Mid-Year Investing Outlook: How the Market Looks Now
The S&P 500 flirted with bear market territory two weeks ago.
Its intra day low on May 20th was 21% below the year’s high set on January 4th. However, it came back that day and closed 18.61% from the peak.
The next week we had some optimism around inflation, and the market bounced 6%.
Welcome to investing in the first half of 2022
Recession fears √.
High inflation √.
Bond and stock market weakness √.
Fun times for investors wondering what to do with their portfolios. Cashing out and “waiting for things to get better” isn’t an option. It’s a recipe for selling low and buying high later.
So, what better time to hear from a Chief Investment Officer who leads an investment team tasked with managing over $2 billion for individual investors?
In our latest Wealthy Behavior podcast, episode my colleague, Bob Weisse, shared his mid-year investing outlook.
- Inflation continues to be the story driving markets
- Inflation-sensitive assets are performing well this year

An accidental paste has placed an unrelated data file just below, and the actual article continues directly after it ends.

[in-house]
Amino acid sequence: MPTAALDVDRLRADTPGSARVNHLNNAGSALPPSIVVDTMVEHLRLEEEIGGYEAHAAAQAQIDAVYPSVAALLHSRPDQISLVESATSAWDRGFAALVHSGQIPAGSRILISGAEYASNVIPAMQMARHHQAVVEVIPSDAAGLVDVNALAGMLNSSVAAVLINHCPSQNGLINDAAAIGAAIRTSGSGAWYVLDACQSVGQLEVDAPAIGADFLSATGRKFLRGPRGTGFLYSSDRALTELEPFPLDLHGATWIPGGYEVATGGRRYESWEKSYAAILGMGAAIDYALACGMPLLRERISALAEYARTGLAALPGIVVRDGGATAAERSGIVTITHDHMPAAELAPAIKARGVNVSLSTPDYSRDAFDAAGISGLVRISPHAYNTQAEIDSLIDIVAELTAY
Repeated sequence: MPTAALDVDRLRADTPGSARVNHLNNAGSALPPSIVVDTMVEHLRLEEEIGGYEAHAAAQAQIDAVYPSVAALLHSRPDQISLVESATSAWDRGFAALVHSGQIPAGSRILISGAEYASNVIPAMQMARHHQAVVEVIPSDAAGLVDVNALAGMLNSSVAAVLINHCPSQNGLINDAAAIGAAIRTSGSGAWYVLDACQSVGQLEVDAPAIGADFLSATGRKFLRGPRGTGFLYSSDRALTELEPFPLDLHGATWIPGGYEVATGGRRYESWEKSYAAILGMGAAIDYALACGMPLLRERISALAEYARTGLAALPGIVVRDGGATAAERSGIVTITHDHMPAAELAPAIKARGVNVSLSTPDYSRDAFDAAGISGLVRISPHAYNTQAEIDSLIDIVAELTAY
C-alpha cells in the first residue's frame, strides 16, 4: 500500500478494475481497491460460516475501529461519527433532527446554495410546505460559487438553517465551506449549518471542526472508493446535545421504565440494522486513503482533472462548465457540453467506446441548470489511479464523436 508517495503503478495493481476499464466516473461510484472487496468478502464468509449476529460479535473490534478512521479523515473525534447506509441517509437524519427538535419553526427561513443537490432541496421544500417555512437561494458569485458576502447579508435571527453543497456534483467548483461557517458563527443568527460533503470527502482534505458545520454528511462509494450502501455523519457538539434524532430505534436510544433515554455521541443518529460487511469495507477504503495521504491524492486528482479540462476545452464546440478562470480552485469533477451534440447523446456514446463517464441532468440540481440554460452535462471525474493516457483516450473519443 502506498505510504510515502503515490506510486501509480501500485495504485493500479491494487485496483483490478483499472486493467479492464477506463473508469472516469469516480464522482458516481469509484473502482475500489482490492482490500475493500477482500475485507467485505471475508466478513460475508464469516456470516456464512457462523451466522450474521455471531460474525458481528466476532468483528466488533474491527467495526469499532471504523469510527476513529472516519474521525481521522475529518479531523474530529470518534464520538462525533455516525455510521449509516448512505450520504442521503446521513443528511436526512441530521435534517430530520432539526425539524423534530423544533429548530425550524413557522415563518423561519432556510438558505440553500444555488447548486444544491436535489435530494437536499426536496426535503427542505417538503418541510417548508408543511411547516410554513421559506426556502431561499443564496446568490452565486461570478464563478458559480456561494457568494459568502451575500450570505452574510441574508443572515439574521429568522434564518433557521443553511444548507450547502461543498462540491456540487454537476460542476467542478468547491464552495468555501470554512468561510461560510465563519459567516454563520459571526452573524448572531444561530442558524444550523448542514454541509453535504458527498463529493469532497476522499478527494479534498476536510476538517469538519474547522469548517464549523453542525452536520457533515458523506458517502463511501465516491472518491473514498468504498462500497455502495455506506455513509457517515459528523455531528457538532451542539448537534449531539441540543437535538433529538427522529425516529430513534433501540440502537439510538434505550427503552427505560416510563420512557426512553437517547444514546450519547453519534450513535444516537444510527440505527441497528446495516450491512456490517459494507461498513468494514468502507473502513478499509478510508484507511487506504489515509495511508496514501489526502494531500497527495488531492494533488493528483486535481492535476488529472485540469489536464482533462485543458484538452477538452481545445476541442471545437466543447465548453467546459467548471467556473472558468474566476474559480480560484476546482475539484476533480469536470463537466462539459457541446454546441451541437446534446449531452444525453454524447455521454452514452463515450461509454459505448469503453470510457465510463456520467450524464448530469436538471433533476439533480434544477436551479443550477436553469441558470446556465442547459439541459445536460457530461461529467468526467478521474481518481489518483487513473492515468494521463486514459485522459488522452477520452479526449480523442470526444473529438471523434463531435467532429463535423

- Stocks are cheaper now, which makes stocks more attractive
- Bond yields are higher now, which makes bonds more attractive (Don’t Bail on Your Bonds)
- Optimism that we may have reached peak inflation, and the reality that inflation-sensitive assets have performed well, make it a good time to consider rebalancing by trimming inflation-sensitive assets and buying stocks and bonds
- The inflation-sensitive assets he likes most are real estate, infrastructure, farmland, and timber
- A recession and further market downturns are very much on the table. The macro picture is always cloudy, and Bob’s mid-year investing outlook focuses on investment valuations and not economic predictions.
Be sure to listen to the whole episode as Bob also discusses why he doesn’t like TIPS, why it’s important to be a global investor, why international markets are attractive now, the impact of the Ukraine War, and even why he’s happy he owns an electric car and solar panels (An Investment Guy’s Review of Solar Panels).
Episode 6: Is the worst behind us for stocks or is this a good entry point?
Available through the link in title.
Why to Watch (and not fight) the Fed